In his most recent post Jack/dt threw out some excellent thought provoking ideas about standards and it inspired me to dig out this article I ran a few years ago in my column in our county Fire Service news paper. It is argued that basic civility is losing ground in the public arena. We are not the public arena. We are the Fire Service and we are required to treat those we serve with respect and civility.


Charged Lines   By Pete Dawson
> On Public Image
> So, I'm driving along the five lane “strip” through my fire district when I see a vehicle with a blue light. "A Ha" says I "A noble volunteer. An honorable public servant." When I catch up at a traffic light I notice his rear window is adorned with one of those stickers of a little nasty brat with a brush cut. It sports a sinister snarl and, at the end of his fully extended arm is a fully extended middle finger. Why me? I'm a life long friend of the fire service. Why would a fellow firefighter flick me off in public without even knowing I'm there? What if I had been a young mother with a car load of kids. Why would he send them that message? Why would anyone want to tell the world "Hey, this blue light tells you I'm a volunteer firefighter and, by the way, “---k you!"?.
> I was wrong. This is not a noble volunteer or an honorable public servant. This is just some unfortunate little person who has traded our years of hard earned good public relations for whatever immediate gratification he may have had from his misguided moment of cuteness.
> Some of these little brats are in fire helmets and holding their own charged line that splatters into a puddle marked "YOU". Isn't that just a phenomenally clever message? Then there is the one where the same little brat in a fire helmet is standing over an inscription of that great old classic: "We have bigger hoses." Is that a standard by which we hope to be judged. Perhaps these stickers will help us recruit more people who want to be associated with such cool ideas. Are these the messages we want to be remembered by? After third grade, they have certainly lost their shock appeal. They are vulgar at best. How does the public we serve deserve these anonymous insults? They don’t. Neither does the fire service that is sincere about promoting good public relations.
> Do you dare suggest that, because it’s a personal vehicle, it is none of my business? When you put a blue (or red) light on that personal vehicle you have identified yourself as one of us and you must take the responsibility that goes with that representation. When you posted an insult to the public and to the fire service on that same vehicle, you still represented us. I'm in the fire service and that makes it very much my business. It is also the business of every rookie who just fulfilled a dream by joining this traditionally honorable service. It is the business of every one in your department and in every fire department everywhere. You chose to join us. We are not without standards.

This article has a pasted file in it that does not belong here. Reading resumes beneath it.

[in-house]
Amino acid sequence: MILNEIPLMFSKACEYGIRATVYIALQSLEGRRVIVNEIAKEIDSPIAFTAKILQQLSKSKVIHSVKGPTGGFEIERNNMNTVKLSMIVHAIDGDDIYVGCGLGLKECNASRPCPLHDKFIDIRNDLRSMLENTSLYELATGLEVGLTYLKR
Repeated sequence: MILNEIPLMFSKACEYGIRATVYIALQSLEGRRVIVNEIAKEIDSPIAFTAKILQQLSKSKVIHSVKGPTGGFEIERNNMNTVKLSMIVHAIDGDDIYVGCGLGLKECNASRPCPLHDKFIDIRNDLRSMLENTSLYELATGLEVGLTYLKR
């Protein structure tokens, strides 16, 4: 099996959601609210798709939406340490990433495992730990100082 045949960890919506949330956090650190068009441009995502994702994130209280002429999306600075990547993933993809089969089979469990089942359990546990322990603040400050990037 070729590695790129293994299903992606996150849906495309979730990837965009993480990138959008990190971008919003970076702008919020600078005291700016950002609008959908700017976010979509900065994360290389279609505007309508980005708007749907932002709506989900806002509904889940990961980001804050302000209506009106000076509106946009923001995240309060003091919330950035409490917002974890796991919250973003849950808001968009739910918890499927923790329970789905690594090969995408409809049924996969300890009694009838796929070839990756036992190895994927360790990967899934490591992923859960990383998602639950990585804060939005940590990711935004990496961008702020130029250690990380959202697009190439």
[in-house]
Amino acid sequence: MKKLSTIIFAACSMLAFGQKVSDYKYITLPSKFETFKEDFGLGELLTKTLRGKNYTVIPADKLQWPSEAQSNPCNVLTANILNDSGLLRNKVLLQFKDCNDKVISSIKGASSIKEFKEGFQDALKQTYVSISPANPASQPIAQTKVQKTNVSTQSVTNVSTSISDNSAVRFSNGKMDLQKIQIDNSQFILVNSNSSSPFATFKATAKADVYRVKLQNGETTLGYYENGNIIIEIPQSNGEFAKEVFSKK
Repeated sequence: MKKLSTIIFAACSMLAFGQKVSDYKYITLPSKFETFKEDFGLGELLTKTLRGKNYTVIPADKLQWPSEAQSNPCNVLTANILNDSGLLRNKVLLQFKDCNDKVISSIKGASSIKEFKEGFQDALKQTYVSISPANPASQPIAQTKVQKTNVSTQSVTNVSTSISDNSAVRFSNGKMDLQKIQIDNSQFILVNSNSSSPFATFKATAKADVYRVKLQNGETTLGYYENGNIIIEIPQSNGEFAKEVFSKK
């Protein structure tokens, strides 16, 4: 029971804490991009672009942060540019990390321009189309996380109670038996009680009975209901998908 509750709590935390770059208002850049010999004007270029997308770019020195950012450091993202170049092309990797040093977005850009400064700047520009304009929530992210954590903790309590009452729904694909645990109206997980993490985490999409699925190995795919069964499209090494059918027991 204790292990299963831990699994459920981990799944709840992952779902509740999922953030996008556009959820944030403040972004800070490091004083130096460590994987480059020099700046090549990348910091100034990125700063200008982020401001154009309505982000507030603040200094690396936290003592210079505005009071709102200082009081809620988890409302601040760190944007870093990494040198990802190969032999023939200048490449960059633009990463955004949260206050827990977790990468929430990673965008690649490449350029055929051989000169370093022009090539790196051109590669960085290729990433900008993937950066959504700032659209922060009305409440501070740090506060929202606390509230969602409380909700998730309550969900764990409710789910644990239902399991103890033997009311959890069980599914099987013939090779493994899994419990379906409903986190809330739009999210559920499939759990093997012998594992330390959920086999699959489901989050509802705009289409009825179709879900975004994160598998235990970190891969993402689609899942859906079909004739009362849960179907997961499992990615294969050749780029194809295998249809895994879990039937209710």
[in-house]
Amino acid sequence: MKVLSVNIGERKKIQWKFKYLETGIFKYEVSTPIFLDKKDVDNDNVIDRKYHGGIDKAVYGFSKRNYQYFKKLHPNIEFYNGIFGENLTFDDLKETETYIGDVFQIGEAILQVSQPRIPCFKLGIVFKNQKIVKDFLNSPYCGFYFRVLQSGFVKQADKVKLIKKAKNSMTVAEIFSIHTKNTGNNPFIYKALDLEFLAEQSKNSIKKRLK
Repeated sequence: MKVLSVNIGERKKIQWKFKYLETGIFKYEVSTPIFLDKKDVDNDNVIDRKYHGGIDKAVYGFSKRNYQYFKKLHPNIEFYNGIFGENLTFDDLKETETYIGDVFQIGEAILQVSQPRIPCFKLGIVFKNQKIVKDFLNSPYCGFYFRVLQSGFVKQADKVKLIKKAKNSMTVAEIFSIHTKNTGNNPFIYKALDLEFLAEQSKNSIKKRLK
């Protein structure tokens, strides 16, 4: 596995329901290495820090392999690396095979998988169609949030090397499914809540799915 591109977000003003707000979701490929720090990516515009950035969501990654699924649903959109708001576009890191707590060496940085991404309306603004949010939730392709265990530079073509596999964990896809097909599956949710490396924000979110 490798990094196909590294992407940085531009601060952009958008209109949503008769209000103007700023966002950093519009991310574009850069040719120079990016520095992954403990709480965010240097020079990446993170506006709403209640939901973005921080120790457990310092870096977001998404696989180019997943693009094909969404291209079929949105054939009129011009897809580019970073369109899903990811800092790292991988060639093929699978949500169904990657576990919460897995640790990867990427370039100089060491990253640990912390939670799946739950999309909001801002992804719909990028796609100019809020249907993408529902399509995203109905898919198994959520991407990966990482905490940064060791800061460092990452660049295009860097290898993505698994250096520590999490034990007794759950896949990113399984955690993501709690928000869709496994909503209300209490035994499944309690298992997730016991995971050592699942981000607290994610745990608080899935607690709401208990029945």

> Perhaps it is most importantly the business of your own chief. He is the one empowered to require you to choose between the insult you posted on your vehicle and the blue light that he alone can authorize you to use. One of them must go.
> That little voice in your head that told you to go ahead and put that sticker
> on your vehicle was dead wrong. Get out the hair drier and the razor blade. Get rid of that little brat and make us all proud.
> Thanks. We need all the good responsible help we can get.

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Padre, yessssssssssssssssssssssssssssssssssssss, along with all the stupid t-shirts and hats with rediculus sayings. If you represent me and my agency you had better advertise your best proffesionalism or your going to hear about it. The people we protect do a good enough job already of acting and being stupid.
Make us proud!
Thanks Chief. So far so good. Im arming myself for the dude who is offended by the article.
unfortunately, as earnest as you may try, I can't see 'those' people actually taking the time to read something like this post... sad but true Padre...

after 30 years as a paid professional firefighter and paramedic, over the years I found myself removing stickers and such, advertising what I did for a living. maybe it's just me but I find it cool to just be kind of stealth...

ok, I do have the locals sticker on the back windows but who likes getting tickets? I suppose the good news here is that you have to be a real firefighter to have one of those much sought after stickers and the cops know it. God help you if you have one of those stickers on your car and you get pulled over. You better be the real thing...

my bottom line here is that I too found disgust in seeing a figure of a cartoon firefighter taking a leak or giving you the finger... great image builder, specially during fiscal times where the public really scrutinizes and makes judgement calls about firefighters, sometimes from just seeing a sticker on a window... the 250 people in my department, and I've seen most of their vehicles are sans these types of stickers and display of ignorance...

good call Padre, these kids should remove the stickers, they make us all look bad...

Preaching to the choir Padre but then, you already knew that.
Jack you singing over there or what? My dog is howling up a storm over here?
so where can I get those sticker? . . . . . . . . . . Just kiddin'. If you want to be considered a professional, then you better act like a professional.
I can't add to that. Excellent.
Thanks Capt. Sooooo, back to Jack. The way to do that would be to identify and enforce "standards" right?

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